Funding will be used to provide victim services to tribal communities across Montana
U.S. Senate – U.S. Senator Jon Tester has announced $ 4,756,073 for eleven grants from the Department of Justice (DOJ) and Department of Health and Human Services (HHS) to support victims of domestic violence and child abuse ‘children on Montana reservations.
The first round of Department of Justice grants is part of the Tribal Victim Services Formula Grant program and will be received by the Blackfeet Tribe, the Northern Cheyenne Boys and Girls Club, Confederate Salish and Kootenai Tribes (CSKT) , Fort Peck Assiniboine and the Sioux Tribes and the Chippewa Cree Tribe of the Rocky Boy Reservation. The second round of Department of Justice grants is part of the Child Justice Act 2021 Partnership Program for Indian Communities and will be received by the CSKT and the Fort Peck Assiniboine and Sioux tribes.
The first round of HHS grants is part of the Family Violence Prevention and Services Program (FVPS) and will be received by the National Resource Center for Indigenous Women in Lame Deer, the headquarters of the North Cheyenne Reservation. The second round of HHS grants is part of the Community Health Assistance Program and will be received by the Indian community of Fort Belknap.
“Governments and tribal organizations are leading the way in preventing domestic violence, child abuse and supporting victims, and this funding will ensure they have the resources they need,” Tester said. “Domestic violence, child abuse and the MMIP epidemic go hand in hand, and it is essential to ensure that victims are provided with the safety and support necessary to address these issues and to honor our trust and responsibilities. conventional towards the tribes. ”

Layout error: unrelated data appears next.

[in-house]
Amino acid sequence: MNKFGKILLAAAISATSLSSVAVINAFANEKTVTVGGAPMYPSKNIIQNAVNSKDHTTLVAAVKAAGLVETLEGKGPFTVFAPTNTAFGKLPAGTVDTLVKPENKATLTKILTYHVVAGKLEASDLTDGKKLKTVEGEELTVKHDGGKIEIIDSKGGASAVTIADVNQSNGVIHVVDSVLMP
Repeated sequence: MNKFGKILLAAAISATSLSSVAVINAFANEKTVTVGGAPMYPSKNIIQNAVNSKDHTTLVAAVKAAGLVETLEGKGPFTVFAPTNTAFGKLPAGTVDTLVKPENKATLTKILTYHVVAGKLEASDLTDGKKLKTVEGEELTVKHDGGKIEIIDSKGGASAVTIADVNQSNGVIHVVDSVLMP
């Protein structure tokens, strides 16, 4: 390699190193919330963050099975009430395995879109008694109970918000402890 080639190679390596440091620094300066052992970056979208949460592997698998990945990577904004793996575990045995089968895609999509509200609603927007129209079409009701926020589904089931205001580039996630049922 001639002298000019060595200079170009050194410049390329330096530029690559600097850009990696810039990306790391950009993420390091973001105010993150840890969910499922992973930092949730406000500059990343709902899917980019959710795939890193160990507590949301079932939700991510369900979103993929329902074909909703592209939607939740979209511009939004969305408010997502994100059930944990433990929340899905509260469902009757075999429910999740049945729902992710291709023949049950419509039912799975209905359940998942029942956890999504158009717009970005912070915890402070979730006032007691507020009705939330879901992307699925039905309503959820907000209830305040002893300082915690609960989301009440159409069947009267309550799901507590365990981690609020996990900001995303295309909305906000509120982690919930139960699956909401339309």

Funding for the grant includes:
Tribal grants from the Department of Justice Crime Victims Fund:
- $ 422,695 for CSKT
- $ 543,066 for the Blackfoot tribe
- $ 472,469 for the Boys and Girls Club of Cheyenne du Nord
- $ 422,694 for Fort Peck Assiniboine and Sioux tribes
- $ 371,289 for the Chippewa Cree tribe of the Rocky Boy reserve
Partnerships for Indian communities under the Department of Justice’s Juvenile Justice Act:
- $ 323,860 for Fort Peck Assiniboine and Sioux tribes
- $ 450,000 for CSKT
FVPS Grants for Health and Social Services at the National Resource Center for Indigenous Women:
- $ 450,000 to support the Capacity Building Center on Safe and Supported Housing for Victims of Domestic Violence in Tribal Communities (Tribal Safe Housing Center)
- $ 1,300,000 for the National Indian Resource Center to fight domestic violence
Tester has worked diligently to ensure that victims of crime in Montana have the resources they need to get back on their feet. As a member of the Senate Appropriations Committee, he has secured a five percent crime victims fund for tribes since 2018. He also helped pass the bipartisan VOCA Fix to Sustain the law. Crime Victims Fund Act, to protect the creditworthiness of the fund and to make an additional $ 4-7 billion in non-taxpayer money available to service providers for victims of crime over the next several years by enabling the deposit in the Fund of fines arising from non-prosecution and deferred prosecution agreements.
As the former Chairman of the Senate Indian Affairs Committee, Tester has also consistently fought to provide tribal governments and organizations with the resources they need to reduce crime and tackle the epidemic of murdered and missing Indigenous people ( MMIP). He led the Senate passage of the Savannah Law and the Non-Invisible Law, both of which were enacted in October 2020, improving information sharing and collaboration between tribal and federal agencies responsible for the law enforcement.